|Headquarters||1527 Stockton Street|
San Francisco, California, U.S.
|Dave Smith (founder)|
Sequential is an American synthesizer company founded in 1974 as Sequential Circuits by Dave Smith. In 1978, Sequential released the Prophet-5, the first programmable polyphonic synthesizer, used by artists including Michael Jackson, Madonna, and John Carpenter. In the 1980s, Sequential was pivotal to the development of MIDI, a technical standard for connecting electronic instruments.
In 1987, Sequential went out of business and was purchased by Yamaha. Smith continued to develop instruments through a new company, Dave Smith Instruments. In 2015, Yamaha returned the Sequential Circuits trademark to Dave Smith Instruments, which rebranded as Sequential in 2018. In 2021, Sequential was acquired by the British audio technology company Focusrite.
Engineer Dave Smith founded Sequential Circuits in San Francisco in 1974. The first Sequential Circuits product was an analog sequencer for use with Moog and ARP synthesizers, followed by a digital sequencer and the Model 700 Programmer, which allowed users to program Minimoog and ARP 2600 synthesizers. The Model 800, launched in 1975, was controlled and programmed with a microprocessor.
At the time, Smith had a full-time job working with microprocessors, then a new technology. He conceived the idea of combining them with synthesizer chips to create a programmable synthesizer, but did not pursue the idea, assuming Moog or ARP would design the instrument first. When no instrument emerged, in early 1977, he quit his job to work full-time on a design for the Prophet-5, the first fully programmable polyphonic synthesizer. He demonstrated it at NAMM in January 1978 and shipped the first models later that year. Unlike its nearest competitor, the Yamaha CS-80, the Prophet-5 had patch memory, allowing users to store sounds rather than having to reprogram them manually.
The Prophet-5 became a market leader and industry standard. It has been used by pop and hip hop musicians such as Michael Jackson, Madonna, and Dr Dre, and by film composers such as John Carpenter. It was followed by the larger Prophet-10, which was less successful as it was notorious for unreliability. The smaller Pro-One, essentially a monophonic Prophet-5, saw more success.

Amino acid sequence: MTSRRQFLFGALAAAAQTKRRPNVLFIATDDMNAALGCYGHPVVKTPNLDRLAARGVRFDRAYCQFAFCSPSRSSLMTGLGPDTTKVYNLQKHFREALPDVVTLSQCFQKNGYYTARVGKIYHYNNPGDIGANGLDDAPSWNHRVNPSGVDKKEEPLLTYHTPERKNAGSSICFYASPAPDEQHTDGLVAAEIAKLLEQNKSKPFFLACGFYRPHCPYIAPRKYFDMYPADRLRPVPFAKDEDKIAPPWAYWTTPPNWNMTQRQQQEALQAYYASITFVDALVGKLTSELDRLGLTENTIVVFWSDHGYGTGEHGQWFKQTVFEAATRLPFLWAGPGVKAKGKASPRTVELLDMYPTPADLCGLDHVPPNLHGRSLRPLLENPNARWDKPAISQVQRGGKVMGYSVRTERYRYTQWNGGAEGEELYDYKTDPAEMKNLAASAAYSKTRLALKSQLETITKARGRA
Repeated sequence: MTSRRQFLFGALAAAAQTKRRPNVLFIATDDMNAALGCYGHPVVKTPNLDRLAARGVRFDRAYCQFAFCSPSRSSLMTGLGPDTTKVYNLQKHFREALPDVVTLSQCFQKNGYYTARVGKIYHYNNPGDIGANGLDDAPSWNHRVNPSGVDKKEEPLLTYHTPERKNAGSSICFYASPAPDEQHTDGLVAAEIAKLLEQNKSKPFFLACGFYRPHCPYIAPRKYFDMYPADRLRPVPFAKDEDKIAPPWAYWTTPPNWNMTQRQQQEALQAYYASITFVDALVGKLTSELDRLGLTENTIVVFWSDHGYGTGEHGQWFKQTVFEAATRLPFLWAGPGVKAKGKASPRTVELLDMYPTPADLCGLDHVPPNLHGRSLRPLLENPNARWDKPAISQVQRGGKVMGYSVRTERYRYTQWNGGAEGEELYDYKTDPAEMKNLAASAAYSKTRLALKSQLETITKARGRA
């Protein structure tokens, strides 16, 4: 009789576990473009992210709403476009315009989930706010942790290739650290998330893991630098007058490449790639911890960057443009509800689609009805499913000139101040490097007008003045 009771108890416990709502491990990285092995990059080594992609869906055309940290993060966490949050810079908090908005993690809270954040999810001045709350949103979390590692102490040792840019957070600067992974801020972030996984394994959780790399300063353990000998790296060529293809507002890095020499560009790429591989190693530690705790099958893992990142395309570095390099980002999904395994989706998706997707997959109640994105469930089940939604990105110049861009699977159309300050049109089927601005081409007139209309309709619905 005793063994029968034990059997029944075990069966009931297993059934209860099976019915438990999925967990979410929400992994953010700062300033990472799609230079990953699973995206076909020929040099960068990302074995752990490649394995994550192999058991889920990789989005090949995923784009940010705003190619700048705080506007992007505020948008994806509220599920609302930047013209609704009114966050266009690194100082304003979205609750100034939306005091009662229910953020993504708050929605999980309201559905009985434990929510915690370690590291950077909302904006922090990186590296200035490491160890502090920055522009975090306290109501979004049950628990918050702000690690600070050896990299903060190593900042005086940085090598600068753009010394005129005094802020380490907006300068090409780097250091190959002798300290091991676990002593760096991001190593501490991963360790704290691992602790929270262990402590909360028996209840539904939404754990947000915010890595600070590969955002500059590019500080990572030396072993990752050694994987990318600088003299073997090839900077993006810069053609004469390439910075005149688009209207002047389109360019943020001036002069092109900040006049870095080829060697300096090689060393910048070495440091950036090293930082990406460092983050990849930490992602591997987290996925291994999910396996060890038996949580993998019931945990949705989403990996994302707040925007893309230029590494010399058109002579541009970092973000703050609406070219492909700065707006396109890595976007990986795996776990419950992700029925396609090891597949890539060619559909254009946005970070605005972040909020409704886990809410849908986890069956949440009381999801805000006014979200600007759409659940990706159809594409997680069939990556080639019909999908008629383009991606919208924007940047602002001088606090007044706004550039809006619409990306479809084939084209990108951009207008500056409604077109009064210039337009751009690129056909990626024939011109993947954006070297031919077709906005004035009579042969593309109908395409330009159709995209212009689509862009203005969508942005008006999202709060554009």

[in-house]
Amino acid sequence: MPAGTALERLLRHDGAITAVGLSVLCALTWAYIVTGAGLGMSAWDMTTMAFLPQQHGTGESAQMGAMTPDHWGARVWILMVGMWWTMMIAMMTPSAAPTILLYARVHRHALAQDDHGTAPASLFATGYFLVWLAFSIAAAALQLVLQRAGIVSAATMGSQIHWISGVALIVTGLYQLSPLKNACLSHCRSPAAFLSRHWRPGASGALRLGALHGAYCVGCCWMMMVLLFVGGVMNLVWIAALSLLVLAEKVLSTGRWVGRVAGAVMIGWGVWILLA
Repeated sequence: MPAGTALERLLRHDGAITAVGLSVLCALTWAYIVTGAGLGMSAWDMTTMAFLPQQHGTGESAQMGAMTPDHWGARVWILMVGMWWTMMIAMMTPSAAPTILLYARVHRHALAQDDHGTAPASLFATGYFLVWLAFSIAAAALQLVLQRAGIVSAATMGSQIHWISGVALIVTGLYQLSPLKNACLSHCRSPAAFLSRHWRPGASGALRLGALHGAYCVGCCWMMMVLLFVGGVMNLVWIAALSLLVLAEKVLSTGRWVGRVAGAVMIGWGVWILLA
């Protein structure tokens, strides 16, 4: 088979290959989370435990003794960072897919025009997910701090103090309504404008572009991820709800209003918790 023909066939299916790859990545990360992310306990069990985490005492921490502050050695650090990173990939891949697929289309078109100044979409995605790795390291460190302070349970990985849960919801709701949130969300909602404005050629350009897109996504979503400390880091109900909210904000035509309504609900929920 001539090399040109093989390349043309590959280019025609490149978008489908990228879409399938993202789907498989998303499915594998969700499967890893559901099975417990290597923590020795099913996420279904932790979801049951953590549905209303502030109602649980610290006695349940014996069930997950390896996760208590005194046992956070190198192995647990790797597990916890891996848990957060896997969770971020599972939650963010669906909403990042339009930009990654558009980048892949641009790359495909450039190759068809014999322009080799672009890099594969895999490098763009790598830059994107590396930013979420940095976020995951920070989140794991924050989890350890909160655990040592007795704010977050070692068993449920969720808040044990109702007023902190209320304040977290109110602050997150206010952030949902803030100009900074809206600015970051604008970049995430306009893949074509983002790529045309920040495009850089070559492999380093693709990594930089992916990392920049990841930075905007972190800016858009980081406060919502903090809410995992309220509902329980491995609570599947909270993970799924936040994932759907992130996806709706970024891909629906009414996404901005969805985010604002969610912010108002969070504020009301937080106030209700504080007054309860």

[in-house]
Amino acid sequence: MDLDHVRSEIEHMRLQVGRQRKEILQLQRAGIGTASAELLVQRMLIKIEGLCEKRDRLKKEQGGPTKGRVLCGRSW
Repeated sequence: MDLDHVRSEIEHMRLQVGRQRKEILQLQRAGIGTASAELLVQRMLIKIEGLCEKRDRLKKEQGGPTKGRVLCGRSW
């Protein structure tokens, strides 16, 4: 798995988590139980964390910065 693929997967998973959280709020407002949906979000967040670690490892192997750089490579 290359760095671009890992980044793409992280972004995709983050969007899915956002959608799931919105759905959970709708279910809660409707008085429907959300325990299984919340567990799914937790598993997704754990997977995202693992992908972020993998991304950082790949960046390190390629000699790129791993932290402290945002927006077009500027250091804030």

In 1981, Ikutaro Kakehashi, founder of the Japanese synthesizer company Roland, contacted Smith about creating a standardized means of synchronizing electronic instruments manufactured by different companies. Smith and Sequential engineer Chet Wood designed an interface using Roland's Digital Control Bus (DCB) as a basis. This standard was discussed and modified by representatives of Roland, Yamaha, Korg, and Kawai. The protocol was named Musical Instrument Digital Interface (MIDI) and unveiled by Kakehashi and Smith, who received Technical Grammy Awards in 2013 for their work. In 1982, Sequential released the Prophet 600, one of the first MIDI-equipped synthesizers.
In 1987, Sequential Circuits went out of business. Smith blamed the decision to move to computer audio in 1985: "We were too small and under-capitalized, and we were a few years too early in the market ... It drained our resources, so by the time we pulled back to professional instruments, it was too late." Sequential Circuits was purchased by the Japanese corporation Yamaha; Yamaha shut it down in 1989, and released no products under its name. Smith moved to Korg, where he worked mainly on the Wavestation synthesizer.
In 2002, after several years working on software synthesis, Smith opened a new company, Dave Smith Instruments (DSI), to build new hardware. Its first product was the Evolver synthesizer in 2002. In 2008, DSI launched the Prophet '08, conceived as an affordable eight-voice analog synthesizer.
In January 2015, Yamaha returned the Sequential Circuits brands to Smith in a goodwill gesture. This was at the encouragement of Kakehashi, who had worked with Smith to create MIDI. Kakehashi said: "I feel that it's important to get rid of unnecessary conflict among electronic musical instrument companies. That is exactly the spirit of MIDI. For this reason, I personally recommended that the President of Yamaha, Mr. Nakata, return the rights to the Sequential name to Dave Smith."
In 2015, Sequential released the Prophet-6, followed in 2018 by the Prophet-X, which featured sample playback and digitally controlled oscillators. On August 31, 2018, the 40th anniversary of the Prophet-5, Dave Smith Instruments rebranded as Sequential. On September 30, 2020, Sequential announced an updated reissue of the original Prophet-5. Sequential reported revenues of $18.3 million in 2020.
in 1975 the newly established company Sequential Circuits had, as one of its first products, an analog CV sequencer controlled and programmed with a microprocessor.